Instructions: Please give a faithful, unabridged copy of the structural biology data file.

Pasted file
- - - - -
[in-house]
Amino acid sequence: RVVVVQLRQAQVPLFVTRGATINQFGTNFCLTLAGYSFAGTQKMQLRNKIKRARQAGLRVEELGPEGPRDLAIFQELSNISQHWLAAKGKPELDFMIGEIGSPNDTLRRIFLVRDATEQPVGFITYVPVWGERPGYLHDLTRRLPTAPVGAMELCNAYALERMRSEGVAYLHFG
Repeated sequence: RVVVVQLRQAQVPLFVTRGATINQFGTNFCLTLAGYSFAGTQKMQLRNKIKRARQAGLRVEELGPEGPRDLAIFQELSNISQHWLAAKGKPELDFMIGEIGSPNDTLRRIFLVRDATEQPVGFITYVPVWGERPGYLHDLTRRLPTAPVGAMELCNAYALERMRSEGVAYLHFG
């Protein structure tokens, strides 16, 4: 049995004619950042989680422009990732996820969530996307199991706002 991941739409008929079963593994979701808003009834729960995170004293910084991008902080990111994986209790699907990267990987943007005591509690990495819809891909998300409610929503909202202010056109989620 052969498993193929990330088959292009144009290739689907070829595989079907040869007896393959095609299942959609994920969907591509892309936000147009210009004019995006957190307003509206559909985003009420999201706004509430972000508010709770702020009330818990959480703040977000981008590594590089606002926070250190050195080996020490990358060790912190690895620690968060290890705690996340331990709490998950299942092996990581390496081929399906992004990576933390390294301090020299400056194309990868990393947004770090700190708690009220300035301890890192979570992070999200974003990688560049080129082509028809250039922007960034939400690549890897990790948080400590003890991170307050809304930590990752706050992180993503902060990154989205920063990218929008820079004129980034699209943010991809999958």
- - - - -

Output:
[in-house]
Amino acid sequence: RVVVVQLRQAQVPLFVTRGATINQFGTNFCLTLAGYSFAGTQKMQLRNKIKRARQAGLRVEELGPEGPRDLAIFQELSNISQHWLAAKGKPELDFMIGEIGSPNDTLRRIFLVRDATEQPVGFITYVPVWGERPGYLHDLTRRLPTAPVGAMELCNAYALERMRSEGVAYLHFG
Repeated sequence: RVVVVQLRQAQVPLFVTRGATINQFGTNFCLTLAGYSFAGTQKMQLRNKIKRARQAGLRVEELGPEGPRDLAIFQELSNISQHWLAAKGKPELDFMIGEIGSPNDTLRRIFLVRDATEQPVGFITYVPVWGERPGYLHDLTRRLPTAPVGAMELCNAYALERMRSEGVAYLHFG
């Protein structure tokens, strides 16, 4: 049995004619950042989680422009990732996820969530996307199991706002 991941739409008929079963593994979701808003009834729960995170004293910084991008902080990111994986209790699907990267990987943007005591509690990495819809891909998300409610929503909202202010056109989620 052969498993193929990330088959292009144009290739689907070829595989079907040869007896393959095609299942959609994920969907591509892309936000147009210009004019995006957190307003509206559909985003009420999201706004509430972000508010709770702020009330818990959480703040977000981008590594590089606002926070250190050195080996020490990358060790912190690895620690968060290890705690996340331990709490998950299942092996990581390496081929399906992004990576933390390294301090020299400056194309990868990393947004770090700190708690009220300035301890890192979570992070999200974003990688560049080129082509028809250039922007960034939400690549890897990790948080400590003890991170307050809304930590990752706050992180993503902060990154989205920063990218929008820079004129980034699209943010991809999958």